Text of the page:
Ben Hogwood

Listen on Spotify

The 6Music Prom – Nils Frahm and A Winged Victory For The Sullen

Prom 27: Late Night With … BBC 6 Music: Nils Frahm and A Winged Victory For The Sullen

A Winged Victory For The Sullen at the 6Music Prom Picture (c) Chris Christodoulou

Watch here:


The story behind the second BBC 6 Music Prom was a gratifying one, built on a desire for classical music to make itself more available. Mary Anne Hobbs was the catalyst, playing music by Nils Frahm to enthusiastic listeners worldwide. Their response encouraged her to introduce them to his Erased Tapes label mates, A Winged Victory For The Sullen, a duo comprising Dustin O’Halloran and Adam Wiltzie.

Both acts were part of an extended mix for this late night event, aided by atmospheric lighting and smoke to turn the Royal Albert Hall into an after-hours club. Into this already heady environment came A Winged Victory, playing much of their second album ATOMOS. They were joined by an unnamed string trio and London Brass, their task to provide sonorous colour and slow but far-reaching melodies. O’Halloran and Wiltzie were on keyboard duties, drawing out chord patterns and soundscapes to give the listener an airborne sensation. This was further enhanced by members of the Random Dance Company, whose chief Wayne McGregor provided the stimulus for ATOMOS. Their relaxed interpretations of the music belied the effort required to contort their limbs!

The music was expansive, like a slowly changing cloud formation, and crucially had beauty of timbre to match. From the simplest of melodic cells came music of primitive meaning, evoking memories of pop music’s ambient craze twenty years ago but without any vocal samples. Here music was stripped back to its basics, and was all the more moving for the lack of incident and chatter. The crowd was thoroughly absorbed, most stock still but some perceiving the latent energy running through the music.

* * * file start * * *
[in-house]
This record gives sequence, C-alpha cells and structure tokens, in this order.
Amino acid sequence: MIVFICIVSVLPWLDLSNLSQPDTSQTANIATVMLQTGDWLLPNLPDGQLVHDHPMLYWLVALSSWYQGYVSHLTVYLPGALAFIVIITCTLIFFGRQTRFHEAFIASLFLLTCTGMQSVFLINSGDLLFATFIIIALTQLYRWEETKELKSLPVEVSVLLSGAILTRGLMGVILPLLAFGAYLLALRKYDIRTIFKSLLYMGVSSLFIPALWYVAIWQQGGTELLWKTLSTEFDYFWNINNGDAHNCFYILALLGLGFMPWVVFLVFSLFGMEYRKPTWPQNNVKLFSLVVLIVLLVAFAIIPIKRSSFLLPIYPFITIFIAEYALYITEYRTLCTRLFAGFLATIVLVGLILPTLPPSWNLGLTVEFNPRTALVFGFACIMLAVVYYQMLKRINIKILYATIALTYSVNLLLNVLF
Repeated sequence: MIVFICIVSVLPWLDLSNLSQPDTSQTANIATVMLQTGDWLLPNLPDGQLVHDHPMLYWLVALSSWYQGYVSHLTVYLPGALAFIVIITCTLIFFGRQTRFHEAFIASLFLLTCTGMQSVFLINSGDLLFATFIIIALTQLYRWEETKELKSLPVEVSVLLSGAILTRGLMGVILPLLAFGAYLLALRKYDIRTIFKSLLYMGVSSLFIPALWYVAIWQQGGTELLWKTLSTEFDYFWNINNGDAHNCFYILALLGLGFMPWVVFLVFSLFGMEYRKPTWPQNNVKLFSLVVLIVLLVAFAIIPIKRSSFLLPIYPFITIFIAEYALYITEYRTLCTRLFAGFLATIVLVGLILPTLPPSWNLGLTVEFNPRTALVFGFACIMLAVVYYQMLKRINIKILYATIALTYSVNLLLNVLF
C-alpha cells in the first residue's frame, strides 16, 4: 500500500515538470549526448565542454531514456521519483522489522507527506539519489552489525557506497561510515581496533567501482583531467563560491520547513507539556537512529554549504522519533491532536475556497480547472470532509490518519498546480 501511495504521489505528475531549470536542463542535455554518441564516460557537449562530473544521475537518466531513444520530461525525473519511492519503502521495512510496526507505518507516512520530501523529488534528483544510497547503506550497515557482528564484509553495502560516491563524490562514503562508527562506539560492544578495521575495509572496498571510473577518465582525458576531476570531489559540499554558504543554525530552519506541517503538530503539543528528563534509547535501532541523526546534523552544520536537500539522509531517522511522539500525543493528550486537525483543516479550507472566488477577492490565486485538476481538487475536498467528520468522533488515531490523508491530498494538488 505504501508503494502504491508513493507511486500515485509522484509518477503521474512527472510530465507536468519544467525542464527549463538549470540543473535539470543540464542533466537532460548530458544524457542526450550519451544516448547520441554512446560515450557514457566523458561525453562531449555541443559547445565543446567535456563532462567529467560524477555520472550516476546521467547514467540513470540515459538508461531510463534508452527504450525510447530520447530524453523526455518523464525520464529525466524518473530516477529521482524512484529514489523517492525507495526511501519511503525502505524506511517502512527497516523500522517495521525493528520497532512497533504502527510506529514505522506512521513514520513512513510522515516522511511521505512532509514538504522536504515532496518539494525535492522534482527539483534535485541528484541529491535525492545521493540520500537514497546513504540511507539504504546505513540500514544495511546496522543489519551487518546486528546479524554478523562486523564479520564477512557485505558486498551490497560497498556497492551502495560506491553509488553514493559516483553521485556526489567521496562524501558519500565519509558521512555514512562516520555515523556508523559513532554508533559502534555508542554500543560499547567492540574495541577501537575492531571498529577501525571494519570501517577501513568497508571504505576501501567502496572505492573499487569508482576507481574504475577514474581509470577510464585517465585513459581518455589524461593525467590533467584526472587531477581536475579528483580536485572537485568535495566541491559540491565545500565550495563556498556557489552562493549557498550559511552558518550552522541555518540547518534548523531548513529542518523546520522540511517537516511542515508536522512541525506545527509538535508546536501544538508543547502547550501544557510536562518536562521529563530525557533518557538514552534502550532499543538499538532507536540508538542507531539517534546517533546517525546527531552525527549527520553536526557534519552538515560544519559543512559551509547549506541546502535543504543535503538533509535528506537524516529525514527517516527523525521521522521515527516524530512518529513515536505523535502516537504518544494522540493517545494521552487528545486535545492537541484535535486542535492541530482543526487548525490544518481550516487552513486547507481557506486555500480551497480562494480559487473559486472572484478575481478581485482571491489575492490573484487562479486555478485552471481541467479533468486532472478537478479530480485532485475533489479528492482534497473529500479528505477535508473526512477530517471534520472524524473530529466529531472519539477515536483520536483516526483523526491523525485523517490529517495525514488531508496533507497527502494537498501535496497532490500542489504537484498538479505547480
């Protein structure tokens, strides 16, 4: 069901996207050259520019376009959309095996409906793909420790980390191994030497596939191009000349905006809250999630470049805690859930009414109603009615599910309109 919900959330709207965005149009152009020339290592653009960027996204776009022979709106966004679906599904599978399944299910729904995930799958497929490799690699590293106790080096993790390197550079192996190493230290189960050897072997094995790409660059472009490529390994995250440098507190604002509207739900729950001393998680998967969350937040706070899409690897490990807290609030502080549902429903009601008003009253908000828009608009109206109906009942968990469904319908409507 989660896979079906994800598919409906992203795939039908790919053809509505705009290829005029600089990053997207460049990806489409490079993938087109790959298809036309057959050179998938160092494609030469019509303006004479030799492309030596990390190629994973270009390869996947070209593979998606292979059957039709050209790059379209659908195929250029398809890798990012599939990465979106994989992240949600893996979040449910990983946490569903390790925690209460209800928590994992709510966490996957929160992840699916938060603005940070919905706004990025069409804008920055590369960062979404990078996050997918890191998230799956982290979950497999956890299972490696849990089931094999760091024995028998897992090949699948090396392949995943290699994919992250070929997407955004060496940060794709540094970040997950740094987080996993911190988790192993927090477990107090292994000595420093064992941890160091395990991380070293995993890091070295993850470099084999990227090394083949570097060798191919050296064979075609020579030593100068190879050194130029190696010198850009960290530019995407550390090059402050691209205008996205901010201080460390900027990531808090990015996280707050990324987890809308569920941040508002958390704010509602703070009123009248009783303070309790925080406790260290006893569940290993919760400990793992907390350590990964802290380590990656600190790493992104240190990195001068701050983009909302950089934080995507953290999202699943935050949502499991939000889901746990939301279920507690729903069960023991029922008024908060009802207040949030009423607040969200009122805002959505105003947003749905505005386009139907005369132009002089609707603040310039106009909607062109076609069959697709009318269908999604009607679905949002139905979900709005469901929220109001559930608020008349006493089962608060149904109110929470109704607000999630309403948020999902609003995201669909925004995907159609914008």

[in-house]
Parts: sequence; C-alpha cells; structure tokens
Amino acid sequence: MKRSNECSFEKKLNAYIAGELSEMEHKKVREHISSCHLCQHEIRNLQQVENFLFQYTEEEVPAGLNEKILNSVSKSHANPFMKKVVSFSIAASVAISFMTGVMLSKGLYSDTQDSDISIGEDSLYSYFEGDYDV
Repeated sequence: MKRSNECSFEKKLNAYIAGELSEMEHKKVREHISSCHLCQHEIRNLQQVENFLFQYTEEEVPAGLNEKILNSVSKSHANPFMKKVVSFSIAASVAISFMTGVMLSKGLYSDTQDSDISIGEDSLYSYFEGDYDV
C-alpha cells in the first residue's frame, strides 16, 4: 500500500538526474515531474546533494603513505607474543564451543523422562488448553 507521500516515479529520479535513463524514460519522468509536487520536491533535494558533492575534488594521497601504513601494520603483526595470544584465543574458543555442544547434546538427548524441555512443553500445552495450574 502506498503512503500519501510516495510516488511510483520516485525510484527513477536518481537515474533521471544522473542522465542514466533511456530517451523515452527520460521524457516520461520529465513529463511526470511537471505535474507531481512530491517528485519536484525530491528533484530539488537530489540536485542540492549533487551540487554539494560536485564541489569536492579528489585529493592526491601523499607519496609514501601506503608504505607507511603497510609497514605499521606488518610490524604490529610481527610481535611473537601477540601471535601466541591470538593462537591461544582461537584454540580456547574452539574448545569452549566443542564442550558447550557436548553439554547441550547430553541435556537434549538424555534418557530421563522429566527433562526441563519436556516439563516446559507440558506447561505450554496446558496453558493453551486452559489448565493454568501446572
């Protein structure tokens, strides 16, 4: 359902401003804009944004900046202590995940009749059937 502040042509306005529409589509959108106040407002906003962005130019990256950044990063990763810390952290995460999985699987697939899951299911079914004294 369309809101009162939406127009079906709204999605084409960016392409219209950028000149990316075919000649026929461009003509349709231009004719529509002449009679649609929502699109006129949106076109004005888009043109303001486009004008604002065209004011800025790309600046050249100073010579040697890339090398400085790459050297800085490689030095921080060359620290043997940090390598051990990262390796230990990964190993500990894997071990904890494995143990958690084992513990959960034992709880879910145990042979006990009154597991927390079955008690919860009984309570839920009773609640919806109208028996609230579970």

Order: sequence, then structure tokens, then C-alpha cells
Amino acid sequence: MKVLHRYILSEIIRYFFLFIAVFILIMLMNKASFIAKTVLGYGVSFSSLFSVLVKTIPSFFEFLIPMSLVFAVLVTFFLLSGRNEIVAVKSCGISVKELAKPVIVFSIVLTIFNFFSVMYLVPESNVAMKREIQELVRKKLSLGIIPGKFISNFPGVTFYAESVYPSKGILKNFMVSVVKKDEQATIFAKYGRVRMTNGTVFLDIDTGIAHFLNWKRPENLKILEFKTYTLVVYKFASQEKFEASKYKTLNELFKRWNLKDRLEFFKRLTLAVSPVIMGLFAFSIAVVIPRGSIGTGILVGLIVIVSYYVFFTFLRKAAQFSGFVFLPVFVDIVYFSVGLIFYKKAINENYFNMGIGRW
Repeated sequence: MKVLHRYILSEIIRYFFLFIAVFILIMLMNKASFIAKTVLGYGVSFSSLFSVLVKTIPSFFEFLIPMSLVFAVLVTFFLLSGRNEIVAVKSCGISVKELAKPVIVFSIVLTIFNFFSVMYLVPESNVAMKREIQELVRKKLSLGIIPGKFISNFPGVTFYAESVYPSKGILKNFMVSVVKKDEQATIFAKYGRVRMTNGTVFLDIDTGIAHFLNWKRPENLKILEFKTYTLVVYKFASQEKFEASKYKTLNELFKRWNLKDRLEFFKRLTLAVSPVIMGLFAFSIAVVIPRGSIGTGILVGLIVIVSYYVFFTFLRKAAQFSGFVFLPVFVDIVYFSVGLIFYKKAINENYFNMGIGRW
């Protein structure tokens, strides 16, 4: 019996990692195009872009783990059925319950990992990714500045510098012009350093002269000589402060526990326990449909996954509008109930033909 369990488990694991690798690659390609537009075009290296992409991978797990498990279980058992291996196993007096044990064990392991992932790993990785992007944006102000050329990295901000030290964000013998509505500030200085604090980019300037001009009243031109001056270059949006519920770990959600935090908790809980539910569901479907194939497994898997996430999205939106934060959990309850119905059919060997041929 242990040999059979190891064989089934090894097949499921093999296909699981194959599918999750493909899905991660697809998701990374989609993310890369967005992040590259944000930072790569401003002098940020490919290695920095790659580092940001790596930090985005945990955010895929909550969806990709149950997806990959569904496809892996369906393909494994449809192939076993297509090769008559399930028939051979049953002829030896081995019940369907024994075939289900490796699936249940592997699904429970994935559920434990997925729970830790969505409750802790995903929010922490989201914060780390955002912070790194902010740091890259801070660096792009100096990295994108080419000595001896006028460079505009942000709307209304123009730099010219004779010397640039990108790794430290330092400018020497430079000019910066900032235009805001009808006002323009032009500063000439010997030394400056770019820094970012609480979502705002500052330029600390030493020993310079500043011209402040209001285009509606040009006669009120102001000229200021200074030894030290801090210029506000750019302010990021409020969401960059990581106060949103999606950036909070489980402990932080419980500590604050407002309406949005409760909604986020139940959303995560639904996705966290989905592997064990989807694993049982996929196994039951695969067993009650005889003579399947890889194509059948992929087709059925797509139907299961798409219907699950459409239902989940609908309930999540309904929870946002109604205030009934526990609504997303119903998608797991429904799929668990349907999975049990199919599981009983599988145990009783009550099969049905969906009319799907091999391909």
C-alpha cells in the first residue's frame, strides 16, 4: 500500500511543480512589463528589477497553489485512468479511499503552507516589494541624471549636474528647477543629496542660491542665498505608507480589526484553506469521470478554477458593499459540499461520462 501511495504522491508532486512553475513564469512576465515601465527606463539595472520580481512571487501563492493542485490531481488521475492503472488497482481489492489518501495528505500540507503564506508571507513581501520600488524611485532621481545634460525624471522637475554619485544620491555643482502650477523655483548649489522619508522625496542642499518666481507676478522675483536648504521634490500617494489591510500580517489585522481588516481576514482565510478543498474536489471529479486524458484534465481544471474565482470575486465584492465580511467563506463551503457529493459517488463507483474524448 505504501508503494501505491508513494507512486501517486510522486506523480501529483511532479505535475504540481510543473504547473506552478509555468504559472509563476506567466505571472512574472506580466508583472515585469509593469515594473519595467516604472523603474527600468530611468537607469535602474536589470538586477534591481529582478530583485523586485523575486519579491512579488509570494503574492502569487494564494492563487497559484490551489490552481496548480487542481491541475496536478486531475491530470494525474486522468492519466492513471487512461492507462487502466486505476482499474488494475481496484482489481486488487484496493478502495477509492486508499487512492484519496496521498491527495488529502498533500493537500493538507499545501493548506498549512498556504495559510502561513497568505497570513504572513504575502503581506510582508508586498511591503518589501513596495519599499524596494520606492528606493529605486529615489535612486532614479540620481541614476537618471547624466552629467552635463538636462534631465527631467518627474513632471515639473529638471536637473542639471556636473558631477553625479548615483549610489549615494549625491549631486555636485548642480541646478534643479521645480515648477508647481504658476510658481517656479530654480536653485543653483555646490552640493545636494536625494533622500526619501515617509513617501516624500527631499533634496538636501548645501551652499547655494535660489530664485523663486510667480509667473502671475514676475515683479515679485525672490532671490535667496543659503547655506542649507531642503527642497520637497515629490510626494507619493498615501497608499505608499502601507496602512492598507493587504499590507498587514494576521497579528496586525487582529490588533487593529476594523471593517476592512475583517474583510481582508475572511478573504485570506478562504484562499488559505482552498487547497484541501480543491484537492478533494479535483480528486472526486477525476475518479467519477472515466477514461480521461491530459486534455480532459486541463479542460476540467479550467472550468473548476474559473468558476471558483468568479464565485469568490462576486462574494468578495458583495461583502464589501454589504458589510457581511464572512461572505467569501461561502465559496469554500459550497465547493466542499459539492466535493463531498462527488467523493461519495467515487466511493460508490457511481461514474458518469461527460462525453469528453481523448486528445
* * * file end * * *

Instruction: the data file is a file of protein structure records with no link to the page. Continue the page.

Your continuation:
In truth London Brass could have been used more, their potential to add brightness only sparingly glimpsed. The string trio were more gainfully employed, the cello particularly beautiful when raised above the textures. As their set came to an end so Nils Frahm joined the stage, the two acts uniting in an improvised piece that brought more rhythmic definition – a sign of what was to come from the German pianist.

Nils Frahm at the 6Music Prom. Picture (c) Chris Christodoulou

Frahm used a team of keyboard instruments, including two ‘prepared’ pianos – that is, with keyboards, hammers and strings all modified to secure the all-important timbres required. Frahm’s music is more obviously derived from classical music, with Beethoven’s Moonlight Sonata, Chopin and Debussy all discernible influences. It has more obvious kinetic energy, moving quickly during Hammers to imply a strong beat, even before the introduction of an incredibly warm bass note to rattle the ribcage.

Frahm was a hyperactive presence, rushing urgently between his pianos and synthesizer, occasionally looping small clumps of chords in the manner of Steve Reich or even Dave Brubeck, but always intent on carrying his music forward. It was largely successful, though the introduction of two toilet brushes for the closing number felt like a gimmick.

What really carried, though, was the intense desire for discovery on the part of the audience. 6 Music had been playing classical music in the lead-up to this Prom, sensitively chosen with the pop music lover in mind, hoping to arouse curiosity – and that is exactly what this sort of Prom should be doing, bringing in people who find classical music and its terminology a daunting proposition.

It was a handsome success, Hobbs having found a way of communicating its appeal while showing how electronic and classical styles are on a fruitful collision course. We should not just be limited to Erased Tapes, though, as Warp, Glacial Movements, Bella Union and One Little Indian are just four more labels excelling in this area.

It is to be hoped that at the very least we will have a sequel. Tom Service presents a program along these lines on 6 Music this Sunday, showing how the two stations do on occasion overlap. Both have open musical policies, and in their current state show the BBC at its best, providing musical stimulation for a clearly hungry crowd.